As you get older and learn more about science you realize that science is an intense and complicated series of failures and triumphs. Field biologists run into roadblocks in both the lab and the field. In CWC oil spill research we have principal investigators (PIs), who lead projects and manage teams of researchers. But just like Gru cannot steal the moon without help, neither can any of our PIs run their labs or complete their research without help. This help comes in many forms such as peers, undergrad and graduate students, as well as, research assistants. The part of being a scientist that isn’t shown on National Geographic is that you often have to travel to meetings, fill out endless forms, manage budgets, and continue to write grants. While the PIs are traveling or busy with other aspects of the job, their labs must continue to function. Thanks to some amazing people this is done without missing a step. Amanda Fontenot and Hillary Sullivan are research assistants in labs and it is their job to make sure that data, and experiments continue without direct oversight of the PI.
Amanda Fontenot is a research assistant in Dr. Nancy Rabalais’ lab. Her job duties means she can either be out on the R/V Pelican in the Gulf of Mexico, the marsh, or in the lab. When she was growing up she knew that she always liked science so when she was searching for a job she decided to try the scientific field. She took a chance and emailed Dr. Rabalais to see if there were any openings in her lab. Seven years later she has worked her way up through the lab.
One of her responsibilities is to management data coming from 2 weather stations located at LUMCON and Terrebonne Bay. The weather stations take data every 15 minutes and it is Amanda’s job to check that data to make sure they are accurate. If something is off or not within normal limits she has to go out to the station and fix the problem. Not only does Amanda manage these data but she also helps to collect data out in the marsh. Amanda never knew just how dirty and covered in mud you could get. The mud is actually one of the things that she loves most about her job. Her advice to future assistance is namely to have an enthusiastic “go do it” attitude. No matter what they ask you to do, from prepping for field work; to diving into the marsh to rescue a piece of equipment, you have to be prepared and willing to do the task. One of the talents you need as a research assistant is knowing how to think on your feet. Often during field work things happen like having a piece of equipment begin to fail and it is up to you to try to fix the problem as best you can in the field.
Hillary Sullivan is a research assistant in Dr. Brian Robert’s lab. Her job responsibilities includes more lab work than Amanda. One of her main duties is to process water and soil samples that were collected in the field. She was drawn to this job because it was an opportunity for a research based job that also allowed her to have a better understanding of the salt marshes. Hillary has been learning how to run different machines that take samples and provide data about nitrogen, carbon and other chemical processes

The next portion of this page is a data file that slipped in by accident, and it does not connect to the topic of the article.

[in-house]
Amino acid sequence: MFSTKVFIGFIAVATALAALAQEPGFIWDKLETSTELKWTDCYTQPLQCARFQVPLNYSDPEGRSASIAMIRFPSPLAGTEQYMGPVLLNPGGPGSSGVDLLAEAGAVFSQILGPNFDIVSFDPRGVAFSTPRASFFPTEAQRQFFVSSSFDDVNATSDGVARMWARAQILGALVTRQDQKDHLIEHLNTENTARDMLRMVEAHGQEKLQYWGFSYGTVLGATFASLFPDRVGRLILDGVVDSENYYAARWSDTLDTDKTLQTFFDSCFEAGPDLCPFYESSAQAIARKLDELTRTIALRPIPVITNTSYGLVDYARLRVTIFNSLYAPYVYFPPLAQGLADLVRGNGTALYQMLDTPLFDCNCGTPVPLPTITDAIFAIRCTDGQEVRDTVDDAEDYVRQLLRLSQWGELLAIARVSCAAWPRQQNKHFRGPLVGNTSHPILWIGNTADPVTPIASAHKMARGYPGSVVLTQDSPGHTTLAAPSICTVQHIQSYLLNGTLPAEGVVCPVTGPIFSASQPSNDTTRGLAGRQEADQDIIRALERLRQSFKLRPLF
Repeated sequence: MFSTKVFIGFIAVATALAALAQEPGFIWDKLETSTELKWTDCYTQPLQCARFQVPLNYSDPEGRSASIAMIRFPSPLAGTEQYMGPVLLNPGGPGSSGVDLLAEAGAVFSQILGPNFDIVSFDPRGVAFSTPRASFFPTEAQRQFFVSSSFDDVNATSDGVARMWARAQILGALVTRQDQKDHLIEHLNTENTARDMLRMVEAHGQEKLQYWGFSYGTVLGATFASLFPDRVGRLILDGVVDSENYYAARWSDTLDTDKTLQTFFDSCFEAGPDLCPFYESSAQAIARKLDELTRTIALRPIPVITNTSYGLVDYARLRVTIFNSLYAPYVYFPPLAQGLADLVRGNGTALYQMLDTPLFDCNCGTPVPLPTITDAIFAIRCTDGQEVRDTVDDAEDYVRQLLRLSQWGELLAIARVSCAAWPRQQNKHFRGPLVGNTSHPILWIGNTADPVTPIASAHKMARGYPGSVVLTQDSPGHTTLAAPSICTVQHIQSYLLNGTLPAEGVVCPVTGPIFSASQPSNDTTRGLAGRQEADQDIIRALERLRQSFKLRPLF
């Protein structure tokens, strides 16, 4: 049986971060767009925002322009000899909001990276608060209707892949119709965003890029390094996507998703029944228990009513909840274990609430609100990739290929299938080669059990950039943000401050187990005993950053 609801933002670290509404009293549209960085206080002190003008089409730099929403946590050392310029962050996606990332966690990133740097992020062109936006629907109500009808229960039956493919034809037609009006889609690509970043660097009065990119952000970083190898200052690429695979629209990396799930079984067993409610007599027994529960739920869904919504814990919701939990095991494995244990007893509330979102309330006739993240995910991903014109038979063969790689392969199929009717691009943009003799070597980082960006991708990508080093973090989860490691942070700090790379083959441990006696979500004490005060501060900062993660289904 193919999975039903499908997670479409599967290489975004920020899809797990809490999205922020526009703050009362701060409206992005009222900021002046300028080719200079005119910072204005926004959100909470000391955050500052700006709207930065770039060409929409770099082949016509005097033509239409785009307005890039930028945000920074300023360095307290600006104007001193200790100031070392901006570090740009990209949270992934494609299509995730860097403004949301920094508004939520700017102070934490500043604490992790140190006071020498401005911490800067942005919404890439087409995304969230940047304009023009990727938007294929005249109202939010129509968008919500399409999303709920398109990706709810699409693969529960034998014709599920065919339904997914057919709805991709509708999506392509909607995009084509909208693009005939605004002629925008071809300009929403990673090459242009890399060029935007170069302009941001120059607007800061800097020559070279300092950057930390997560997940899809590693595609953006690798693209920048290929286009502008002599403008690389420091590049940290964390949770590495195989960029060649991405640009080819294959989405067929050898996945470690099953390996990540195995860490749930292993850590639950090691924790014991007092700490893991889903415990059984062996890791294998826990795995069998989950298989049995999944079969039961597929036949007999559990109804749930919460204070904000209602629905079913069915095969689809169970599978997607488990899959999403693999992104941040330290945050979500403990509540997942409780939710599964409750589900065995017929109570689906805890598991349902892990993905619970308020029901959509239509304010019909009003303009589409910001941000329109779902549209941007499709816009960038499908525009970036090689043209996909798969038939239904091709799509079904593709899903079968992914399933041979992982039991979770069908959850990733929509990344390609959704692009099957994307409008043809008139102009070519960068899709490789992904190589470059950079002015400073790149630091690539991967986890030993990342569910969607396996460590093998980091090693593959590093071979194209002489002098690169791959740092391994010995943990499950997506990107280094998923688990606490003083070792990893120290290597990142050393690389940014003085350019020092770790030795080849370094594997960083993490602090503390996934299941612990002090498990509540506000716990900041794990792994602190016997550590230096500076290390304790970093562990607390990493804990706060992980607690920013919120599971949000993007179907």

. One of Hillary’s favorite parts is the fact that she gets to go out to collect samples about twice a month. In the field the team collects soil samples, water samples, and do clip plots for above ground and below ground biomass. Some of their experiments are time sensitive. As soon as they come back from an exhausting day in the field, the team has to start running experiments run in the lab with the samples they collected that day. All of these things mean that there are occasionally some 14 to 15 hour days. Like Amanda, Hillary never thought that she could get as dirty as she does in the salt marsh. And just like Amanda, it is one of the things that she loves about this job. While samples are running, or the occasional down time, Hillary is also responsible for cleaning and maintaining the lab. This means cleaning glassware, keeping the equipment maintained and calibrated, and keeping the lab benches ready for the next use. Cleaning glassware is definitely something that has to happen early and often because the lab uses so many for experiments and fieldwork. Hillary believes that to be a great research assistant you have to have a willingness to learn and try new things.
Amanda, Hillary and many more research assistants are important parts of what makes our CWC labs successful. They provide extra hands in the field, and can hold down the fort when the PIs have other obligations. It is because of their hard work and support that we have the opportunity to learn so much more about science.
So a sincere thank you to all the unsung heroes of science.